Not a bad idea that an independent laboratory be in charge of all the sensitivity and removability tests of Type 1 penetrants. Sensitivity tests have always been carried out on specific series of test blocks (turbine blades with stress-corrosion induced cracks on the leading edge) that only the Wright Patterson laboratory was able to manufacture. We may guess that the reference blocks and their manufacturing process have been transferred to this laboratory.

The penetrants manufacturers have quite often faced troubles getting their penetrants approved for the sensitivity level they targeted. It seems it is one of the reasons for the Level 1/2. It occurred several times that a manufacturer hoped to gain the Level 3 qualification for a WW penetrant, but failed and got only the Level 2. There were even harsher disappointments.

Would it be possible that the ISO 3452-2:2006 standard goes farther to better match the SAE-AMS 2644 specification?

At least one European laboratory should be able to carry out qualification tests (as far it has all the suitable equipments and competent people) as per the ISO 3452-2:2006 standard using the Type 1 reference blocks described in standard 3452-3:1998 for the sensitivity test. Contrary to the SAE-AMS 2644 specification process it is then conceivable to "quantify" the data as Jean VAERMAN (†) (14) (15), from SNECMA, did several decades ago.

What was the process thought by Jean VAERMAN (†)? The four Type 1 panels are processed on a small fully automatic PT line in the laboratory. Then the panels are photographed under specific and reproducible conditions. When the film is processed indications are visible on the negative film itself as parallel lines. The films are scanned by a sensor in a direction perpendicular to the indications at several distances from the edge of the panels. Seven scans results are averaged. Some cracks may appear as dotted lines and preliminary tests led to this figure of seven scans to get reproducible results. Then the ratio of the number of detected flaws and the number of known flaws is calculated for each panel. Finally, the four ratios are averaged, leading to the sensitivity level of the penetrant: Level 2, 3 or 4. This process should be adapted using now digital still cameras.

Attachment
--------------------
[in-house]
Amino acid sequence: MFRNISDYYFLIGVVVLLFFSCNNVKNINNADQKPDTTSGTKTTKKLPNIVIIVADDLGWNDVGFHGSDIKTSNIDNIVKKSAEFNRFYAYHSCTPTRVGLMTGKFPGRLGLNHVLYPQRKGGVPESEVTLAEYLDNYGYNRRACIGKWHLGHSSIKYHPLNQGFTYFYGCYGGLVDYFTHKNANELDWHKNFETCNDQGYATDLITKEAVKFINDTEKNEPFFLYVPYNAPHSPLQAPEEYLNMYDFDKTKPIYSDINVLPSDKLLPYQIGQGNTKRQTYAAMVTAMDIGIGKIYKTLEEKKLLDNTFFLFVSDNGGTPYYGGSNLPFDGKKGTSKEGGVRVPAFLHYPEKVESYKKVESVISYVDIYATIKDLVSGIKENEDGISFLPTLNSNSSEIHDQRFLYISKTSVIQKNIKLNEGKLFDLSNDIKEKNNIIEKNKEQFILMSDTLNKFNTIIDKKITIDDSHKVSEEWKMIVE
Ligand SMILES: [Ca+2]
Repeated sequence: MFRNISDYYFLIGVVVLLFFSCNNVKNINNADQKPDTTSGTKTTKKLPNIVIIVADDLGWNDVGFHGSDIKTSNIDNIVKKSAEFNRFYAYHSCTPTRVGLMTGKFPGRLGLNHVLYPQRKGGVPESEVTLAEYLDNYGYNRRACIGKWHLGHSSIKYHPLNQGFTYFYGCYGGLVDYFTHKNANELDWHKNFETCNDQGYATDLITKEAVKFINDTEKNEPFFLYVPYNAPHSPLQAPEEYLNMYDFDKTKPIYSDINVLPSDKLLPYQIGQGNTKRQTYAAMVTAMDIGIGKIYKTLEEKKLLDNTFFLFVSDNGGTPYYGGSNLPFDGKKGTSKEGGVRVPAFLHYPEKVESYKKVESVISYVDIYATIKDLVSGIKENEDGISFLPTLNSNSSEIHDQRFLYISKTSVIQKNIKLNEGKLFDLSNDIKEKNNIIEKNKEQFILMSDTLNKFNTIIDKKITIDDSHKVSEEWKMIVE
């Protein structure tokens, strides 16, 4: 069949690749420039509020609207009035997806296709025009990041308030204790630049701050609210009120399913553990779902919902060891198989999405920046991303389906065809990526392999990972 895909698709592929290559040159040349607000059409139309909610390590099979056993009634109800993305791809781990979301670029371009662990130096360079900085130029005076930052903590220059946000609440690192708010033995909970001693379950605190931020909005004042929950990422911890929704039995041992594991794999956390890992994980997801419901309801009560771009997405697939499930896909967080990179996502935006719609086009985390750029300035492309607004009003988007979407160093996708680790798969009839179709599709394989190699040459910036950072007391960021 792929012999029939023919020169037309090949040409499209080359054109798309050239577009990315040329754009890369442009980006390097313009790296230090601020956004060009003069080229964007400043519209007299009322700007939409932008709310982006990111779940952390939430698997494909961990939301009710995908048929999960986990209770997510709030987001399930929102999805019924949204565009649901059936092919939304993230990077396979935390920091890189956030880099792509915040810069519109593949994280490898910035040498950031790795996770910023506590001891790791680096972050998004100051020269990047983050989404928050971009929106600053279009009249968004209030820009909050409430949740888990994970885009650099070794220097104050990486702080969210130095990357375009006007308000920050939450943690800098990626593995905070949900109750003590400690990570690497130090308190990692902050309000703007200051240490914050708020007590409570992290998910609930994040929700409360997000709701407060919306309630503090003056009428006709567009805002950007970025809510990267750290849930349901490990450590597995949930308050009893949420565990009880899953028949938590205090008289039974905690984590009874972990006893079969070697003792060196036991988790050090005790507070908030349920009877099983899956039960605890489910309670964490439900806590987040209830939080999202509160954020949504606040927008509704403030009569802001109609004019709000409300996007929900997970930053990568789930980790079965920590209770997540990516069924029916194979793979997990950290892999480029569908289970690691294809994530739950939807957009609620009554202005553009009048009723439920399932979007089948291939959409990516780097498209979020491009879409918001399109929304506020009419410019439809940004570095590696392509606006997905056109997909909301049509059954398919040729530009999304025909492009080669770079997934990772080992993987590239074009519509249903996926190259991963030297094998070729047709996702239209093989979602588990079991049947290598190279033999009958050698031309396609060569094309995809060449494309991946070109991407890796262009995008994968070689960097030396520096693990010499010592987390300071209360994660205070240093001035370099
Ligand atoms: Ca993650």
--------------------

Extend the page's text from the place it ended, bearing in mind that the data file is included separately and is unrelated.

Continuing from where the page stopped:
Both the ISO 3452-2:2006 standard and the SAE-AMS 2644 specification use marketed degreasers, penetrants, emulsifiers and developers as references. This could be questionable if one imagines a reference product shows a light drift in performance along the years. However, no independent laboratory is able to design equivalent products. So better to use widely accepted, high quality, reliable commercial products from different suppliers (all American, as a matter of fact!!).

Another questionable point is that the defects of the ISO 3452-3:1998 Type 1 panels are artificial. Such cracks cannot be compared to real defects. Nevertheless, the SAE-AMS 2644 reference parts display also "artificial defects", though closer to real ones. Another point "against" real defects is that it is very difficult to manufacture reproducible parts.

A last questionable point: would a penetrant qualified, say, as a Level 3 when using cracks induced by stress-corrosion still be a Level 3 if another type of crack had been used for qualification? Every day penetrants qualified on stress-corrosion induced cracks are used to find cracks due to manufacturing/processing of parts.

Nobody says it is not right. However, nobody can suggest a better way to qualify products!

This point is debatable for the future.

8- Conclusion

Hygiene, Safety and Environment concerns and regulations will lead to a ban of some chemicals or to their use on a smaller scale.

Therefore penetrant materials manufacturers will have to redesign numerous products deleting use of chemicals which proved very useful and efficient for decades...but which will be considered as unacceptable.

Very likely UV-A will be replaced by 450 nm light for fluorescent inspection.

The ISO 3452-2:2006 standard and the SAE-AMS 2644 specification should come closer to each other. The American specification is aerospace-applications oriented while the ISO standard is more general. Using a modified "VAERMAN's method" for sensitivity qualification would be recommended.

Inspectors and users training as well as Quality Assurance audits will be irreplaceable for this method reliability.

NEVERTHELESS, THE UTMOST IMPORTANCE shall be given to the "new generation" of engineers, users, inspectors, auditors. Penetrant Testing will be a reliable method for many decades if, and only if:

• The basics of the method are fulfilled: as we have written on our website in an Editorial (16) dated June 2009:

"Manufacturing a yoghourt takes as long a time as it did a century ago.
Manufacturing good bread takes as long a time as it took several centuries ago.
Performing a good PT inspection requires as long a time as it did 40 or 50 years ago, even if penetrants sensitivity is by far much higher, even if viewing conditions are far better".

In this paper, we explain why. Please spare some minutes to have a look at it.


(1) Patrick DUBOSC and Pierre CHEMIN, Propellents for PT/MT spray cans, March and April 2009.
On our Website: